I’m not ever going to ever see Avatar. Up to three hours of iffy storyline and worse dialogue propped up by hyper-technicolour-3D-pyrotechnics? Bleurgh. Lucky that Belfast theatre has declared 2010 The Year of the Rehearsed Reading. Give Avatar an Oscrap™ for ‘achievement in special effects’ and give me ‘recession theatre’ any day.
Rehearsed readings should be a part of any well rounded year, but they seem to have especially charmed us in this era of the ‘credit-crunch lunch’. There’s been fantastic fare at the Black Box lunchtimes and the Ulster Hall Sundays. And the bundle of new script submissions I sat down to read for Accidental last year has turned into a string of rehearsed readings of six new plays by six very good – and very different – writers.
Michael Shannon’s The Writers' Room. Jaki McCarrick’s Leopoldville. Margaret Irish’s Ravine. William Patterson’s Some Kind of Stranger. Neil A. Edwards’ School of Thought. Donal O’Hagan’s The Kitchen, the Bedroom, & the Grave. I’ll admit, I do like sixes. But there’s a solid kind of symmetry to the plays beyond that: the stripes of humour and anger through them, and the way their various settings act as traps. A single room with a box of props. A pub in the Irish borderlands. The bottom of a steep ravine. The Belfast vs. the Bangor crowd at Queen’s. A secondary school. A kitchen, a couple of bedrooms …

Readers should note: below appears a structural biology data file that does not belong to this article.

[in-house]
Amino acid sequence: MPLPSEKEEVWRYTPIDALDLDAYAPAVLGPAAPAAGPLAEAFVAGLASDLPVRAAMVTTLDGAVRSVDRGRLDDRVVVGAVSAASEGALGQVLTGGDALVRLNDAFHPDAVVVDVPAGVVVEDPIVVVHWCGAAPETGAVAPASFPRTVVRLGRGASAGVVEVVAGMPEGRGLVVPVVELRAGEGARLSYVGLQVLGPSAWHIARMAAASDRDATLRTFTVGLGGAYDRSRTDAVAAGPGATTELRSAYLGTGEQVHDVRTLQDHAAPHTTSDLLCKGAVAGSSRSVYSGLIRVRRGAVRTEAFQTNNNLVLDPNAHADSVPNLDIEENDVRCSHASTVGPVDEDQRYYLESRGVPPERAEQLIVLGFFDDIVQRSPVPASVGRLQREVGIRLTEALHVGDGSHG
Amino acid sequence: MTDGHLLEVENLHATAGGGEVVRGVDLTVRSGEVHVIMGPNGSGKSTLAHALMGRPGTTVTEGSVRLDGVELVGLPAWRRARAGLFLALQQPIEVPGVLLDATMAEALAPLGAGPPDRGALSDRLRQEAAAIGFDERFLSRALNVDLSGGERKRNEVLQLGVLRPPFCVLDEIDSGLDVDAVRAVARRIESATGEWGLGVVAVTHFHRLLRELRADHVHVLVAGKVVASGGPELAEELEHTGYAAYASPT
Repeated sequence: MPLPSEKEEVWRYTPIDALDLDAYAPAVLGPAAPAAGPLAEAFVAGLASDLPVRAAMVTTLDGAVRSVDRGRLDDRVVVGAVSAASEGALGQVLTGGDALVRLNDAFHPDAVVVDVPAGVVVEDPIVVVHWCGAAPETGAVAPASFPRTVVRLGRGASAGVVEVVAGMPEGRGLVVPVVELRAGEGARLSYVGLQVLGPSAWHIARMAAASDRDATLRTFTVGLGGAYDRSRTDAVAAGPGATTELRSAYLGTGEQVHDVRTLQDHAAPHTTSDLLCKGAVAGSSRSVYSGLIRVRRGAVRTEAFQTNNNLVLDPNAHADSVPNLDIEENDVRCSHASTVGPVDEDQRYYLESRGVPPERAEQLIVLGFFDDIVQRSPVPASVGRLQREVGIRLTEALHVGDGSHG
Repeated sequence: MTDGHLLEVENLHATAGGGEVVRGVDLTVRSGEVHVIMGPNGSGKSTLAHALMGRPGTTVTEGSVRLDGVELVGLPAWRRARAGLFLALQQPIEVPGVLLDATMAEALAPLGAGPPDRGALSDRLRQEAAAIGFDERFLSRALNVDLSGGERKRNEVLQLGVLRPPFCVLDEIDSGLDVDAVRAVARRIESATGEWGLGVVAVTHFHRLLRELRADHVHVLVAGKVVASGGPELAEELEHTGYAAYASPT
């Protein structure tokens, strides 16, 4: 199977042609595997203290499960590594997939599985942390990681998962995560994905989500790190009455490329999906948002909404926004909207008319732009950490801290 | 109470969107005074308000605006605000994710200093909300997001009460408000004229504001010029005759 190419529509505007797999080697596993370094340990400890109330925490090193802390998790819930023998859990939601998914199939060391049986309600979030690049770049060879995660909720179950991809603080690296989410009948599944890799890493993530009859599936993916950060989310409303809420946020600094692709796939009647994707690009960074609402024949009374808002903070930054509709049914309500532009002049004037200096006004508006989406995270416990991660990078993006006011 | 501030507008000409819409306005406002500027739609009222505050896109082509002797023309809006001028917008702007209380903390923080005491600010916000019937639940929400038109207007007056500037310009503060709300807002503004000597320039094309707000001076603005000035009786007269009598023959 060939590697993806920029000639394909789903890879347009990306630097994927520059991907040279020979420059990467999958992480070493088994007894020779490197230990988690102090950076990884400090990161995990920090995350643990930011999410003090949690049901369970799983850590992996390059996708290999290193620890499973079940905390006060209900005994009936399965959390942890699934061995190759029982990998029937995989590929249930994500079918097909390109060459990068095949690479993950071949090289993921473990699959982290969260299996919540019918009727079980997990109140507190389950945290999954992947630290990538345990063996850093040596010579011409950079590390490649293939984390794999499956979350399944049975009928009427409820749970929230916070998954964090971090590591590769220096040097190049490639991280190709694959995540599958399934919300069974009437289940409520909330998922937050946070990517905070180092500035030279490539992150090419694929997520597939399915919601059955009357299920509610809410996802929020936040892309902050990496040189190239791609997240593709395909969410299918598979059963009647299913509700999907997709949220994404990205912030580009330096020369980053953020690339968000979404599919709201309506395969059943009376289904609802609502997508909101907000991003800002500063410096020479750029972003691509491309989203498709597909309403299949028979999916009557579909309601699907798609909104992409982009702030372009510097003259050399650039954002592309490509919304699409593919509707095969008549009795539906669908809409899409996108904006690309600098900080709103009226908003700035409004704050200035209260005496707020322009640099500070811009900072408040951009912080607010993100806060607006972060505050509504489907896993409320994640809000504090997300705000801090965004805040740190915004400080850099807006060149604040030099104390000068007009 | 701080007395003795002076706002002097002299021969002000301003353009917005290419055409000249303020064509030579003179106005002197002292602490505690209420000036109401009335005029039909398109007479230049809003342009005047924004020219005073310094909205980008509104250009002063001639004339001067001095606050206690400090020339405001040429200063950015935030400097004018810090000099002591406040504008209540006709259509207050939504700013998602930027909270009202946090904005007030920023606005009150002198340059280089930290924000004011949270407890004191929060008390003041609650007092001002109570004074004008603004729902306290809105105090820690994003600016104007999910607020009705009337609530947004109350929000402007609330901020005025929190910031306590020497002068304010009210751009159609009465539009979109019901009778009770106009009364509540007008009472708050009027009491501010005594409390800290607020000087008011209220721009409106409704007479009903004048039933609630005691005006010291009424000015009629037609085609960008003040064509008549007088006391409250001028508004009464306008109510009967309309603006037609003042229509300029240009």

A lot can happen in constrained spaces – and when theatre productions are pared down to a reading of the words on the page, too. Austerity aside, it’s feeling like we’ve got some good months ahead. Six of them, at least.